In 1981, I had a motorcycle accident resulting in an L1 incomplete fracture. Four major nerves were crashed, and my L1 was totally embedded in my spinal cord. I had a laminectomy and pelvic graft to build a new L1; Harrington rods were also used.
While I was waiting for my surgery (at the University of Minnesota), a neurologist came to examine me. She asked if I could move any of my toes on my left foot. I was able to move the big toe--it was raised, but just barely, and she thought I would be a walker.
From that moment on I constantly asked the doctors if they agreed. After days of pestering them, I asked my PM&R doctor if he could give me a percentage concerning my chances of walking; he gave me 8%. After much hard work with a wonderful physical therapist, I walked out of rehab using two canes, an AFO (ankle foot orthosis) on each leg, and a body brace.
My right side is the worst, and my paralysis is spotty from the waist down. My quads are intact, and I was able to lose the AFO on my left leg. I also experience foot drop on the right leg and loss of bowel and bladder control. I did self-cathing for 15 years until prostate cancer. I am voiding on my own, but with much leakage.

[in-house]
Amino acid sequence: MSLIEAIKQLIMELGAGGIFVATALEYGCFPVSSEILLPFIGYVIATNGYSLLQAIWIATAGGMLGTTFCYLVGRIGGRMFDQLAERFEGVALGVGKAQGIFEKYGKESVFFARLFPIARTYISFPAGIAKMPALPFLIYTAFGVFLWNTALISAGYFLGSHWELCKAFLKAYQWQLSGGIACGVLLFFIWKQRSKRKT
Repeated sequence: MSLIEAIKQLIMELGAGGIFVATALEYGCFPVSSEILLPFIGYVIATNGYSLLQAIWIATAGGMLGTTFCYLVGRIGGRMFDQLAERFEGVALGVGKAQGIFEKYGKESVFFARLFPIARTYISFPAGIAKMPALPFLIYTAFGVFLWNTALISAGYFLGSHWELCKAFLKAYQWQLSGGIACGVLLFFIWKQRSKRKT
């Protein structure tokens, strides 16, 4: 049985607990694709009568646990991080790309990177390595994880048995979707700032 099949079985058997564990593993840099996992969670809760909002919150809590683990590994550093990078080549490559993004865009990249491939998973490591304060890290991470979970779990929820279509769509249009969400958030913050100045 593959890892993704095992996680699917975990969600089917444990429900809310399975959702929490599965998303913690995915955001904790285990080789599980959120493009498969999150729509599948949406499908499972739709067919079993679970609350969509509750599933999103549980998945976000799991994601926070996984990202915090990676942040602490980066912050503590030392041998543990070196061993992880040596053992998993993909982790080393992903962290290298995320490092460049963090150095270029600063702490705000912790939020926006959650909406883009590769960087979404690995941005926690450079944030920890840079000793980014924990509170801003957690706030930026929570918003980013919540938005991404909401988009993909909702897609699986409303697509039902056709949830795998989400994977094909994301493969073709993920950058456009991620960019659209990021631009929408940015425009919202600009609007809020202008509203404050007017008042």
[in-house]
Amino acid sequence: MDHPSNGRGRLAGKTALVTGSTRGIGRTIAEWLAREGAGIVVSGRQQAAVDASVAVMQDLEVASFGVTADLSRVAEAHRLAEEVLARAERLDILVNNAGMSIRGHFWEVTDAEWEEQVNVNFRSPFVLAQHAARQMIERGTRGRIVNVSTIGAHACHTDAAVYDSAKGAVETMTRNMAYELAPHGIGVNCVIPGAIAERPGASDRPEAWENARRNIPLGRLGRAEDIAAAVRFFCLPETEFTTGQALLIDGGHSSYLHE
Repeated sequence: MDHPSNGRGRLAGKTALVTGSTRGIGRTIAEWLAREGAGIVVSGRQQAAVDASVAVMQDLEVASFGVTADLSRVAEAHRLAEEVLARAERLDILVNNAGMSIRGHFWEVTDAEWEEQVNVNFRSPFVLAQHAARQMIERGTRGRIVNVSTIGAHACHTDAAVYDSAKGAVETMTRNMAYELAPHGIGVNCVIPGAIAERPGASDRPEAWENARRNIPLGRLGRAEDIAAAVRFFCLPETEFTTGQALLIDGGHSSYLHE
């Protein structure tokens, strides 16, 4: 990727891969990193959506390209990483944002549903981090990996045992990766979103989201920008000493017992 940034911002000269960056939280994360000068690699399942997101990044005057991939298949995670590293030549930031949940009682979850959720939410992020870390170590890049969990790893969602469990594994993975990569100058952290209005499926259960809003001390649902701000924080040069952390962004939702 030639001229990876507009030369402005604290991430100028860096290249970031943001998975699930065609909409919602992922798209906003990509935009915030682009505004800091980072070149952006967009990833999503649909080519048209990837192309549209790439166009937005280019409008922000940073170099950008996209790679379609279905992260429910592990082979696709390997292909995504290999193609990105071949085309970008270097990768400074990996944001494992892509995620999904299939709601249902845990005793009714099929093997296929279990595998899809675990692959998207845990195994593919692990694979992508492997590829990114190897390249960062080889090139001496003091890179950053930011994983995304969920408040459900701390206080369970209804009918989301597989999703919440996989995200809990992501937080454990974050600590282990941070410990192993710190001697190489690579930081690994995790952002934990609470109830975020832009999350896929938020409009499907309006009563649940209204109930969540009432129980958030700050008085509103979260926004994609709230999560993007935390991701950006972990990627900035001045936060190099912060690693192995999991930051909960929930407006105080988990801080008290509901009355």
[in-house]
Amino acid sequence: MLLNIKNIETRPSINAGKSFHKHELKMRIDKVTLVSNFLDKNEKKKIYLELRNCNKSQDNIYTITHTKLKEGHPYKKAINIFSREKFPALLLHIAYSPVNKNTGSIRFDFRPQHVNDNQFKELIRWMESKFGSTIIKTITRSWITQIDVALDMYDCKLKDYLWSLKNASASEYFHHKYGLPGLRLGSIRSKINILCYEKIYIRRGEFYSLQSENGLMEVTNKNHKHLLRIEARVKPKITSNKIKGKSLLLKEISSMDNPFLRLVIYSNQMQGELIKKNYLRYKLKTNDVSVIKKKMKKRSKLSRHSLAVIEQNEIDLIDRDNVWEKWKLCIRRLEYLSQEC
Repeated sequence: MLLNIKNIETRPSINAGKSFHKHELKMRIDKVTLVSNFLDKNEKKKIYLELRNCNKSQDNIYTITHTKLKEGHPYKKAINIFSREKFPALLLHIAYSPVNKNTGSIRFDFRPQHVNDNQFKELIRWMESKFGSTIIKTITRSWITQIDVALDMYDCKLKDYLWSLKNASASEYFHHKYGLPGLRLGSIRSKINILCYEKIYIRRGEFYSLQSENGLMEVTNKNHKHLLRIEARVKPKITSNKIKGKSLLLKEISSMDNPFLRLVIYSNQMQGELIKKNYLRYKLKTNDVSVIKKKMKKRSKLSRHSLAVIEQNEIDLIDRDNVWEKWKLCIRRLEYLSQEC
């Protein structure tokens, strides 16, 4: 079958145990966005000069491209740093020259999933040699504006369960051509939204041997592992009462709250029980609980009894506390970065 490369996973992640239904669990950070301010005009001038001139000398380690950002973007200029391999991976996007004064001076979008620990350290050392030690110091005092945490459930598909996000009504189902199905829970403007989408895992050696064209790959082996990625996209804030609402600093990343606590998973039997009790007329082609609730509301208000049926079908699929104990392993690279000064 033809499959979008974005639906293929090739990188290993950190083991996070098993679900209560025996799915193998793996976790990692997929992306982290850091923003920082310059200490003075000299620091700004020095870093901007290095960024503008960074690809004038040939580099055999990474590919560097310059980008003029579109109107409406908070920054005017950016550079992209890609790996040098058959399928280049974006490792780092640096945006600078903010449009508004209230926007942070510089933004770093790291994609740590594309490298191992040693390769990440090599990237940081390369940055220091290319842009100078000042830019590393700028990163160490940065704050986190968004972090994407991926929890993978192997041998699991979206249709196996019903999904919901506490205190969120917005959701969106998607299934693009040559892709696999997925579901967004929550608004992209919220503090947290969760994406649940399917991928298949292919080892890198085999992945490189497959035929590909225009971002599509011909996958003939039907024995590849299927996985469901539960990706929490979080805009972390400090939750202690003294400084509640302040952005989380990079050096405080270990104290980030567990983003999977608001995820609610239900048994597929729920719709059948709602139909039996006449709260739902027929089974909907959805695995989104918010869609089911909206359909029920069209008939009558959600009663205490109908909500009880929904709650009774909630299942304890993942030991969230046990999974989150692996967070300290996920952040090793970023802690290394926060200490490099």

I have seen many hundreds of SCI folks over the years and almost as many doctors. In 25 years, I have never met another ambulatory incomplete L1. I have asked doctors what category I fit in, and the answer is always the same: "You are a structural anomaly."
Since I have a service-connected rating with VA, they have on occasion flown me to Zablocki VAMC in Milwaukee. Of course, I am the only patient on the unit who is walking, and I would never consider talking about SCI problems with anyone in a chair. I have searched the Internet hoping to find another ambulatory L1. I did find one who said he was not interested in any communication.
I feel blessed every day that I have the use of my legs, but it would be interesting to find someone else with an L1 incomplete injury who can walk.